On the other side is Julius Malema, once the head of the more radical African National Congress Youth League, but recently cast out of the party. He has called for Zuma’s resignation and for workers to use an Apartheid-era protest technique by making the mines ungovernerable.

And as you might expect, this economic and political battle isn’t limited to platinum mines. A wildcat strike has hit AngloGold Ashanti (AU), the world’s third largest gold producer by sales, at its Kopanang mine. (Kopanang was responsible for about 4% of AngloGold Ashanti’s gold production in the first half of 2012.) 15,000 workers at Gold Fields (GFI) have been on strike for six weeks.

The 11% to 22% wage hike at Lonmin alone would have been enough to rock South African platinum mining companies since about half of the sector has been losing money at pre-strike platinum prices and with pre-strike costs. Wages account for about 50% of costs in the sector.

But longer-term mining companies—in platinum and gold--are facing tough decisions on whether or not to make new investments in South Africa. If costs are rising and operating conditions are, to put it mildly, unpredictable, how does a CEO calculate a rate of return or justify a capital-spending budget to investors. Some companies, Lonmin for example, had begun cutting capital budgets even before the Marikana strike. Lonmin also faces the need for a major refinancing of as much as $500 million to $1.5 million, according to Investec. Think that’s going to be easy? Analysts at Investec have set a target price for Lonmin with a range of $22.58 to $0 a share. The shares closed at $9.65 on September 21 in London.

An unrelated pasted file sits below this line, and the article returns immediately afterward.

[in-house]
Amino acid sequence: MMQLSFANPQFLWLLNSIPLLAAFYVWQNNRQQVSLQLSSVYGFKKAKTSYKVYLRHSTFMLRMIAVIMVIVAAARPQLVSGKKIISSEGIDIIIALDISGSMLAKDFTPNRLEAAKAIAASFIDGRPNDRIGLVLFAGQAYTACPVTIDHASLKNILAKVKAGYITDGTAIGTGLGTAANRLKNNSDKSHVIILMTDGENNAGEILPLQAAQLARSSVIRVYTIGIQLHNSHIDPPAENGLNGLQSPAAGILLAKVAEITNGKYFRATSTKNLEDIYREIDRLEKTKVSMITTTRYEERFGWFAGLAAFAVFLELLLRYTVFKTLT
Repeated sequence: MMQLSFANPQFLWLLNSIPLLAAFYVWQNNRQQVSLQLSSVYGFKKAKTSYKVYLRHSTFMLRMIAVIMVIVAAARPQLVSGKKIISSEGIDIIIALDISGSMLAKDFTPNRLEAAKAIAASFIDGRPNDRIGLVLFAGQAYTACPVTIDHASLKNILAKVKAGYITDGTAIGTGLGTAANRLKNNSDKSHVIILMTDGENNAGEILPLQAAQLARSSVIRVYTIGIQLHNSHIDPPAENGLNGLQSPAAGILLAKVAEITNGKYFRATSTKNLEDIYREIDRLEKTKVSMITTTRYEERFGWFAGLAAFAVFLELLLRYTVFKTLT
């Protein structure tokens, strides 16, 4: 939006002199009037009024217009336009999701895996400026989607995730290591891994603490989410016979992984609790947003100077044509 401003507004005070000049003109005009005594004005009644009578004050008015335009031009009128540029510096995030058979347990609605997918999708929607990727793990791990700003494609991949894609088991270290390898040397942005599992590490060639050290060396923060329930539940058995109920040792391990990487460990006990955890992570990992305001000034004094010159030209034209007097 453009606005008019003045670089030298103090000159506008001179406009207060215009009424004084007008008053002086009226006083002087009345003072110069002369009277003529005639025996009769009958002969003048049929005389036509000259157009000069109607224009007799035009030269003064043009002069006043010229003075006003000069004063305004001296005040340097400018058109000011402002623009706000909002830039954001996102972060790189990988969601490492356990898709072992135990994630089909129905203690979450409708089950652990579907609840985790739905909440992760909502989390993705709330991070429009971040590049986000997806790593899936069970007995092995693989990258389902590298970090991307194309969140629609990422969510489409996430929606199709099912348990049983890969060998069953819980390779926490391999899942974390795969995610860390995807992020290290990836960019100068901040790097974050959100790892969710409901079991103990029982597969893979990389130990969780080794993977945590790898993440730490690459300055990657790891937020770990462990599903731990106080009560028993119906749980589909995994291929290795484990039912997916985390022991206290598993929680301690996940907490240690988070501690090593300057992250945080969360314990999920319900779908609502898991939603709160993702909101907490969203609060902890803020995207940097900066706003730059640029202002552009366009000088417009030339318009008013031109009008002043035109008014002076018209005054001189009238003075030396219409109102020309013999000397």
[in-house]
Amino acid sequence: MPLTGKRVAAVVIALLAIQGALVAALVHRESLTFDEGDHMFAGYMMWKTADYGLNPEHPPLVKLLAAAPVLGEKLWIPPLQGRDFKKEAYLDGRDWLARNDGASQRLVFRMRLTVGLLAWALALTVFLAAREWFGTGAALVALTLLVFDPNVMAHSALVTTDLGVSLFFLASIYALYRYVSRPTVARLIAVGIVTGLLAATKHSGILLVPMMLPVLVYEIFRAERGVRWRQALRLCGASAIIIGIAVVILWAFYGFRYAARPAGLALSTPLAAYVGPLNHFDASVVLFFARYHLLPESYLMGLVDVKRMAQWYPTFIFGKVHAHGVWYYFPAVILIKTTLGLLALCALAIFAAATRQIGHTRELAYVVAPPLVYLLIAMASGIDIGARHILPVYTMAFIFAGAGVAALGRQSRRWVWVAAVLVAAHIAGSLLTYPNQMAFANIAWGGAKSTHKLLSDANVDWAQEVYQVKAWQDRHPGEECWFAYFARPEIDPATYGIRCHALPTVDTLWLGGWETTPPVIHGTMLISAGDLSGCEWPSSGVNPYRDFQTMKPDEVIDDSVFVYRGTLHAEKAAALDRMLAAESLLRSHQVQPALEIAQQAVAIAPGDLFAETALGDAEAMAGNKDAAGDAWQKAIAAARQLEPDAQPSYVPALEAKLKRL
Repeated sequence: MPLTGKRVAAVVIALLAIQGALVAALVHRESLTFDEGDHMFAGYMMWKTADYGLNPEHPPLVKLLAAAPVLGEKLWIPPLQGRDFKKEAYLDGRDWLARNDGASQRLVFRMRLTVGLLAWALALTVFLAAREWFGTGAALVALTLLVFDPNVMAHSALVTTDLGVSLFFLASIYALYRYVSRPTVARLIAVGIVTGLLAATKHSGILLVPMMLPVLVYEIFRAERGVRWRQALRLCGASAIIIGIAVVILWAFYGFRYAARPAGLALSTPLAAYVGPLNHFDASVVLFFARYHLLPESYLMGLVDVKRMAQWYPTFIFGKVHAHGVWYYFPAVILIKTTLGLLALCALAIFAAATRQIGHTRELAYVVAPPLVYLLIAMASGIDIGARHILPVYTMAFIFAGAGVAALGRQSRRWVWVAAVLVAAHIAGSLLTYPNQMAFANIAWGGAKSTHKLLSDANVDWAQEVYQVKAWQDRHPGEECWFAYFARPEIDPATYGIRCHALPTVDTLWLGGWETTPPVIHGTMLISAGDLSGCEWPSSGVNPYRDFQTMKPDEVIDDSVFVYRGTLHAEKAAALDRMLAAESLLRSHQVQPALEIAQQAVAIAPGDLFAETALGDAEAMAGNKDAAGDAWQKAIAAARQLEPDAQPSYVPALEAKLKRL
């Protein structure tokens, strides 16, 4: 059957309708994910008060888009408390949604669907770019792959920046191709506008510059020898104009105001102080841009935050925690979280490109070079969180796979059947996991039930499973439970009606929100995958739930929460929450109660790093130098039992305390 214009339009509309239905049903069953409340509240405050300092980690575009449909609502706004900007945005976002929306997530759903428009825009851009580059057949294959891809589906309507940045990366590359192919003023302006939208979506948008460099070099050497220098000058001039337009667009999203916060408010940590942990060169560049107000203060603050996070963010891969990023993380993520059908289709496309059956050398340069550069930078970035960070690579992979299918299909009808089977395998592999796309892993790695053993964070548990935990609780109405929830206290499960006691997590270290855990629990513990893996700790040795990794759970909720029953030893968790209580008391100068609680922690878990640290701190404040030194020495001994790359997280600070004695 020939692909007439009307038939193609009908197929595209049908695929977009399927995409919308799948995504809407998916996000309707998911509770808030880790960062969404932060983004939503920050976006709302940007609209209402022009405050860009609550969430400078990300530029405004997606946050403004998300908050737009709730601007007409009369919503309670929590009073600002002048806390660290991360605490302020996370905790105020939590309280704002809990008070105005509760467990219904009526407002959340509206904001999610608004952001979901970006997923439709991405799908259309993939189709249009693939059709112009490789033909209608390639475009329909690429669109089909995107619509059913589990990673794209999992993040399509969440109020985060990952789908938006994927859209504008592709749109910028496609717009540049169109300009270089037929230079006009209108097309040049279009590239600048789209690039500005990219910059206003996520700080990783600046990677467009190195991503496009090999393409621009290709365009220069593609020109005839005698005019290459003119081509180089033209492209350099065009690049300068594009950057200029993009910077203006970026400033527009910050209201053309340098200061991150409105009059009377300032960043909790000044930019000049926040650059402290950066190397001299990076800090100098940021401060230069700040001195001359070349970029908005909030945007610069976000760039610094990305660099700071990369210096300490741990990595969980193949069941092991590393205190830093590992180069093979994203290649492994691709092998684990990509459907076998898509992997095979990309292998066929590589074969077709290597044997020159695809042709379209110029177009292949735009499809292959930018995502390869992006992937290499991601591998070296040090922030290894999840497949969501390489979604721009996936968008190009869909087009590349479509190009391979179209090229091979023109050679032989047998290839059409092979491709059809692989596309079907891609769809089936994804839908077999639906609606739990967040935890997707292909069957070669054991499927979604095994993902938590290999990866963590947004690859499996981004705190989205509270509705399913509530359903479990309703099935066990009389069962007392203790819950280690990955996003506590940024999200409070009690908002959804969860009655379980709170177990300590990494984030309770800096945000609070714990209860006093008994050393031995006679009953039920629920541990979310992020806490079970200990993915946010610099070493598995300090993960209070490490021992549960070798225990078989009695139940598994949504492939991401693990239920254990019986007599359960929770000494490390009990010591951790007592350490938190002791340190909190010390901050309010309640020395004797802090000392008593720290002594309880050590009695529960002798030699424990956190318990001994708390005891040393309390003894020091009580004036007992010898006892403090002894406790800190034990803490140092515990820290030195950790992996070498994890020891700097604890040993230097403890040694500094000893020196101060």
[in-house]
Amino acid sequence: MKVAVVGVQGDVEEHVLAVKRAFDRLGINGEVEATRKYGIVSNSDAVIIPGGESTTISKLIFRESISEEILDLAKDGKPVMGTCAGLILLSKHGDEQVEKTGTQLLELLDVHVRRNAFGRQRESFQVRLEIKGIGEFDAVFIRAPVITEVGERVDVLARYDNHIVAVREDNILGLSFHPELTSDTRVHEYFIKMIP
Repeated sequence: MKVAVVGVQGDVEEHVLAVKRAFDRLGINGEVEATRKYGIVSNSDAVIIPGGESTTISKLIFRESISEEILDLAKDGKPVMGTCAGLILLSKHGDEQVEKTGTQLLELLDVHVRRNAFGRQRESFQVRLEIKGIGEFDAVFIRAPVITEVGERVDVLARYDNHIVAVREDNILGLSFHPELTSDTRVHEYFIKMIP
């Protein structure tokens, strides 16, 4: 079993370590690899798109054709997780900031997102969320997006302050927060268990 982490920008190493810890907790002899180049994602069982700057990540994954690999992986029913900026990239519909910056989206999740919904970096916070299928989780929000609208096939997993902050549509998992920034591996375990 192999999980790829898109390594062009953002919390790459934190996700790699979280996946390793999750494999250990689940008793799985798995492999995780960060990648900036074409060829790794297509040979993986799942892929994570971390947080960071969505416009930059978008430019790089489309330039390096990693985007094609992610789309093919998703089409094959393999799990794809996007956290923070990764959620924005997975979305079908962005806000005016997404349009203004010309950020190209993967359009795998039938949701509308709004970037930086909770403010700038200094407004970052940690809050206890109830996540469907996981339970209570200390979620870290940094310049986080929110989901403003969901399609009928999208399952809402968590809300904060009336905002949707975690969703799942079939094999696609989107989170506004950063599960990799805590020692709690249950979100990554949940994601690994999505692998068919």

So, yes, I think there’s a good chance of further supply disruptions at South African platinum producers. Under the circumstances the pull back at Stillwater Mining as the strike moved toward settlement—shares were down 13.3% from September 14 to September 21—creates a good opportunity to buy into an ongoing supply disruption. As of the September 21 close at $12.06, the stock had already retraced 41.6% of its gain from the price on August 10of $9.49. A 38.2% retracement, technical analysis say, is often a good level for a buy after a gain and sell-off. If you want to be especially conservative, you might wait for a 50% retracement of the gain to $11.69. I think the current price is a reasonable entry point and I’m adding the shares to my Jubak’s Picks portfolio today.